The Most Powerful St. Faustina Quotes on Prayer
St. Faustina’s Diary is a collection of six notebooks; they contain her personal reflections, chronicle visits from Jesus and Mary, and cover usual diary sorts of things, like the goings on of her convent. St. Faustina’s notes on prayer are of special value, for she not only has great wisdom in the spiritual life but a great love of Jesus.
1. “Oh if only the suffering soul knew how it is loved by God, it would die of joy and excess of happiness! Some day, we will know the value of suffering, but then we will no longer be able to suffer. The present moment is ours.” (No. 963)*
Every human being has an inherent dignity, having been created in God’s image and likeness. Even more than having dignity, every human being is loved by God from the moment of their conception (Jer 1:5). Prayer isn’t there to make us feel better when we’re anxious; it’s not there as an obligation. It is a communion of love, between a lover and the beloved. St. Faustina is a reliable witness on this point: she spoke to Our Lord about this many times, and He always expressed His infinite love for humanity.
2. “While I was saying the chaplet [of Divine Mercy], I heard a voice which said, Oh, what great graces I will grant to souls who say this chaplet; the very depths of My tender mercy are stirred for the sake of those who say the chaplet.” (No. 848)
The Chaplet of Divine Mercy is a great means of prayer; it can be said on normal rosary beads and it takes about ten minutes. It is so powerful because it focuses on the Passion of Our Lord—the means of our salvation. The Chaplet isn’t just one among many devotions, and I would argue that it’s one we have to have in our spiritual lives. Jesus specifically appeared to St. Faustina and asked her to promote this devotion. We need to listen!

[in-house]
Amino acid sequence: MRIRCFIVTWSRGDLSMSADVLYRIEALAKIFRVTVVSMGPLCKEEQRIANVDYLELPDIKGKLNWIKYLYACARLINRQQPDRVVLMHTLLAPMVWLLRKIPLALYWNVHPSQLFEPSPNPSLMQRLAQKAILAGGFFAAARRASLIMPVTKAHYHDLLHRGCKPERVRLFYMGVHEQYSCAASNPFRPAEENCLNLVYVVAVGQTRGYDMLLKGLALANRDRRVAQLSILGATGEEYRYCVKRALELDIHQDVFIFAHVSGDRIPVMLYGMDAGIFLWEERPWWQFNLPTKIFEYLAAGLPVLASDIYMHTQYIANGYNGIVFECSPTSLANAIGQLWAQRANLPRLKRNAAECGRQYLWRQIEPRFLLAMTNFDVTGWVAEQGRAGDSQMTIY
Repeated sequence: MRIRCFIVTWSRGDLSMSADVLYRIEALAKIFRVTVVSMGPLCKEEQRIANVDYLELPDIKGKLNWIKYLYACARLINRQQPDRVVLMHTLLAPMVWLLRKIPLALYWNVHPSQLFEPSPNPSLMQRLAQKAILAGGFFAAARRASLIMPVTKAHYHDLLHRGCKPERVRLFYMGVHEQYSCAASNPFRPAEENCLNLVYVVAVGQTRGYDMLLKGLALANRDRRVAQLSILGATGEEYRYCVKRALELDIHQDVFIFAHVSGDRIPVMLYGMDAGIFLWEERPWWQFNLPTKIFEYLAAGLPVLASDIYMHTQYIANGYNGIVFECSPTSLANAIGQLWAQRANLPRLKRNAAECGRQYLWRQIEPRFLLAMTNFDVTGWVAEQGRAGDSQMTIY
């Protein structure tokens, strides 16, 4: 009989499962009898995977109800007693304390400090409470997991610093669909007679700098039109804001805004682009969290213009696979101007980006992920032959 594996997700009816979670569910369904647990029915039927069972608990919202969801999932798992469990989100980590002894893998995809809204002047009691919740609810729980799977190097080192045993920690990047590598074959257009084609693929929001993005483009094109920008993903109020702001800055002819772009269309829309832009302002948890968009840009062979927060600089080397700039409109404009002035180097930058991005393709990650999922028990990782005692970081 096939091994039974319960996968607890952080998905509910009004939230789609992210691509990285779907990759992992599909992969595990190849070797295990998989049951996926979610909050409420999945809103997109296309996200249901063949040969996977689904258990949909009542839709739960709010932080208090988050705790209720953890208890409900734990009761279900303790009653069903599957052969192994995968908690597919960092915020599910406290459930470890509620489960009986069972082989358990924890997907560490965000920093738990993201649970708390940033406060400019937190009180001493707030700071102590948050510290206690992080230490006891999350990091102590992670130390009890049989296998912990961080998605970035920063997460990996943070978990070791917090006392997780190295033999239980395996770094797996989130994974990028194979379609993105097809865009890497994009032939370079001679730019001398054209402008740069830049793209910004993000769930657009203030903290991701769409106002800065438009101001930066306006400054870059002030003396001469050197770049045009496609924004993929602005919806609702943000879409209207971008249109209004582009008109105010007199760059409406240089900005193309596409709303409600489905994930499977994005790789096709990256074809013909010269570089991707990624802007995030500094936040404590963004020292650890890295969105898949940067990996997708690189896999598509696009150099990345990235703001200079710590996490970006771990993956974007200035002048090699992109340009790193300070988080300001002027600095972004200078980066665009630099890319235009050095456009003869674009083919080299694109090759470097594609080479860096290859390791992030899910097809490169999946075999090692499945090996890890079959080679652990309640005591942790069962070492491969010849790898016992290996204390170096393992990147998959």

3. “My daughter, those words of your heart are pleasing to Me, and by saying the chaplet you are bringing humankind closer to Me.” (No. 929)
St. Faustina had been recounting to Jesus her joys, sufferings, and other things on her mind. She described Jesus as listening “to these outpourings of my heart with gravity and interest, as if He had known nothing about them.” Take a minute to ponder this in your heart: the omniscient Lord of the universe listened to one of His creatures. Jesus wants to listen to us just as He did to St. Faustina. Such is the character of His love!
4. “During Holy Mass, I saw the Lord Jesus nailed upon the cross amidst great torments. A soft moan issued from His Heart. After some time, He said, I thirst, I thirst for the salvation of souls. Help me, My daughter, to save souls. Join your sufferings to My Passion and offer them to the Heavenly Father for sinners.” (No. 1032)
Jesus asks St. Faustina to unite her sufferings to His, doing exactly what St. Paul meant when he said that “in my flesh I complete what is lacking in Christ's afflictions for the sake of his body, that is, the church.” (Col 1:24) Just to be clear, Christ’s afflictions were of infinite worth and aren’t by any means inadequate. Christ leaves room for us in His saving work, that we can participate with our own small passions. Make it part of your prayer to be one with Christ in your sufferings, and to offer it for sinners. And, for an amazing meditation on “I thirst” (see John 19:28), read a reflection based on Bl. Teresa of Calcutta’s teaching.
5. “Let the greatest sinners place their trust in My mercy. They have the right before others to trust in the abyss of My mercy.” (No. 1146)